In response, Argonaut first noted the limited review of arbitration awards and the “strong public policy in favor of arbitration awards.” It asserted that, although DiSano was attempting to challenge the adequacy of the award by arguing that the award was miscalculated, the purported inadequacy of an arbitration award is not a ground upon which the courts can vacate an arbitration award.
With respect to Argonaut's motion to quash the deposition subpoena, DiSano explained that he sought to depose the dissenting arbitrator to ascertain why the majority, in calculating the offset, had included certain amounts that he had received. However, Argonaut argued that DiSano's attempt to depose the dissenting arbitrator violated Superior Court Arbitration Rule 5(f), as well as various recognized immunities for arbitrators.
The hearing justice rendered a bench decision. He found the majority's decision to be “rational and logical.” He stated that the majority found DiSano's injuries to be minor, and accordingly had decided that the offset amount exceeded his damages. The hearing justice noted that, although the majority did not specify the amount of DiSano's damages, it was “clearly because the arbitrators did not believe it was necessary to get to that point.” He stated:
“While [plaintiff] says he should be able to recover his losses here disregarding the workers' compensation award, not even that is clear. He received $50,000 in liability. There's no evidence that he incurred special damages, lost pay, and wages above that or that he suffered pain and suffering above that.”
Further, the hearing justice noted that it was not necessary for the arbitrators to quantify the amount of damages, nor should arbitrators be required to do so.
When considering the motion to quash, the hearing justice noted that he was “skeptical * * * about the deposition of an arbitrator, particularly, in this case, the minority arbitrator * * *.” He deemed DiSano's subpoena seeking to depose the dissenting arbitrator to be “unusual” and “unnecessary.” Accordingly, the hearing justice denied DiSano's petition to vacate the arbitration award and granted Argonaut's petition to confirm the arbitration award and motion to quash the deposition subpoena. DiSano timely filed a notice of appeal to this Court.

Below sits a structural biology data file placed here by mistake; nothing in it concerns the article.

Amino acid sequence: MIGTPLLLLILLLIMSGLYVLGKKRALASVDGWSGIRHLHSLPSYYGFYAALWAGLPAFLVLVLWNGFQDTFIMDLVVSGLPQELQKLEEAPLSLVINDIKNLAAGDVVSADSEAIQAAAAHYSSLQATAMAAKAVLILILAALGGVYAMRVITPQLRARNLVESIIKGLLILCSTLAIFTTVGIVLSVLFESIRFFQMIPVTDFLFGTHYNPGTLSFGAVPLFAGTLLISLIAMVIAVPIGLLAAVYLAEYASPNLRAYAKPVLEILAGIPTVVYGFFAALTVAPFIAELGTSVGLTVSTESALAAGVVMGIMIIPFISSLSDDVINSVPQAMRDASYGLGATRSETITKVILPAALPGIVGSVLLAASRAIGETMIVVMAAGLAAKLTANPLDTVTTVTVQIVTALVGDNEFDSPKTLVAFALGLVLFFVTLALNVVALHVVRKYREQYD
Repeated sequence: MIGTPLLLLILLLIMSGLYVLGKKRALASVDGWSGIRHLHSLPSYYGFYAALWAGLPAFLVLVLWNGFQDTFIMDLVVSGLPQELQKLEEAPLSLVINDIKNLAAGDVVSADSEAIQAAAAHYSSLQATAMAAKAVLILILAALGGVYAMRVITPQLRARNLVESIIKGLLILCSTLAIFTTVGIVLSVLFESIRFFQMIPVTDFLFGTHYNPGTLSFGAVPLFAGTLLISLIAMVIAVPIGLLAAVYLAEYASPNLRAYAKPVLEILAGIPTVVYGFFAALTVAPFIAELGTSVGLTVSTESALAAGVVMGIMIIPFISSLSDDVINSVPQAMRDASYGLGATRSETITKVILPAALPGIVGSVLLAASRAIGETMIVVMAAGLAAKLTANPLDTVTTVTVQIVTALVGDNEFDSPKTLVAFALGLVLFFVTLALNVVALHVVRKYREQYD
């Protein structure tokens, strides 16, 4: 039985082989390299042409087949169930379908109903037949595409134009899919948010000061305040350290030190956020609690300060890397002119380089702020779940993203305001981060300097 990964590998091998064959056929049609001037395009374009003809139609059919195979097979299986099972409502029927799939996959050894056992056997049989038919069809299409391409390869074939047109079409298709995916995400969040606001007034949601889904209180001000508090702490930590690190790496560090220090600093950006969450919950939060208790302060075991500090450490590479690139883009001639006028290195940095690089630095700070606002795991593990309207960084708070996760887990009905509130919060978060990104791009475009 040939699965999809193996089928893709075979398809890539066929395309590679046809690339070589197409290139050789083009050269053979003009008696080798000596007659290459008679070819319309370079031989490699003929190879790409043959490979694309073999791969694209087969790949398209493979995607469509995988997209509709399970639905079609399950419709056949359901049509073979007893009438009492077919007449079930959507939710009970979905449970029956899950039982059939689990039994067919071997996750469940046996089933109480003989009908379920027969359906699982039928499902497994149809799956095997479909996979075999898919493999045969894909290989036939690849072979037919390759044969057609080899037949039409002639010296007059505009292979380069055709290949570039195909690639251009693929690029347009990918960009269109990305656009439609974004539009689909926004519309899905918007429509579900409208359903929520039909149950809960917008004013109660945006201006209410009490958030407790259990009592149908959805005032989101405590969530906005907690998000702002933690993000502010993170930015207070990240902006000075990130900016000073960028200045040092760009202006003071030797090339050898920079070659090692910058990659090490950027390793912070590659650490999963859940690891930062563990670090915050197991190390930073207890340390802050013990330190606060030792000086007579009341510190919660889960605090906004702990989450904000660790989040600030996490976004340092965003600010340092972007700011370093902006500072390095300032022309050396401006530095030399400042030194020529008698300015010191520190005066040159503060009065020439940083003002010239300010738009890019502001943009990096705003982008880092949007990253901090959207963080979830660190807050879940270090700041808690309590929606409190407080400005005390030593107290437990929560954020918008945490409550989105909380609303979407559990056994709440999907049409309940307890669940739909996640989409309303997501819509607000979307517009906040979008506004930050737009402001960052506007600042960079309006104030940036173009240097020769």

Standard of Review
“In this jurisdiction, the authority of the Courts to review an arbitral award is statutorily prescribed and is limited in nature.” Nappa Construction Management, LLC v. Flynn, 152 A.3d 1128, 1132 (R.I. 2017) (quoting Buttie v. Norfolk & Dedham Mutual Fire Insurance Co., 995 A.2d 546, 549 (R.I. 2010) ). “[A]n arbitration award can be vacated only if the award falls within one of the statutory criteria set out in § 10–3–12, or if the award is irrational, or if the arbitrator has manifestly disregarded the law.” Pier House Inn, Inc. v. 421 Corporation, Inc., 812 A.2d 799, 803 (R.I. 2002). However, “[n]either an arbitrator's mistake of law nor an error of law is a ground for vacating an arbitration award.” Id.
With respect to the hearing justice's decision to grant Argonaut's motion to quash the deposition subpoena, this Court has held that “[i]n granting or denying discovery motions, a Superior Court justice has broad discretion.” Dawkins v. Siwicki, 22 A.3d 1142, 1150 (R.I. 2011) (quoting Travelers Insurance Co. v. Hindle, 748 A.2d 256, 259 (R.I. 2000) ). “[W]e will not disturb a trial justice's decision relating to discovery ‘save for an abuse of that discretion.’ ” Id. (quoting Hindle, 748 A.2d at 259).
DiscussionAPetition to Vacate Arbitration Award
On appeal, DiSano argues that the hearing justice erred in denying his petition to vacate the arbitration award and in granting defendant's cross-petition to confirm the award. He contends that the award is “irrational” and “implausible” in its calculation of damages. He argues that the majority of arbitrators improperly utilized the amount of workers' compensation benefits attributable to his hip replacement to calculate the offset amount, because the majority had found that his hip replacement was not causally related to the accident. In sum, DiSano asserts:
“Either the hip replacement is not causally related and [Argonaut] is entitled to only a partial offset from the workers compensation lien; or the hip replacement is causally related and [DiSano] is entitled to an award for pain and suffering for same and [Argonaut] is entitled to an offset from the entire workers compensation lien.”
As noted above, this Court will vacate an arbitration award only if it is irrational, if the arbitrator manifestly disregarded the law, or if one of the statutory grounds set forth in § 10–3–12 applies. See Pier House Inn, 812 A.2d at 803. Section 10–3–12 sets forth the statutory grounds for when an arbitration award must be vacated: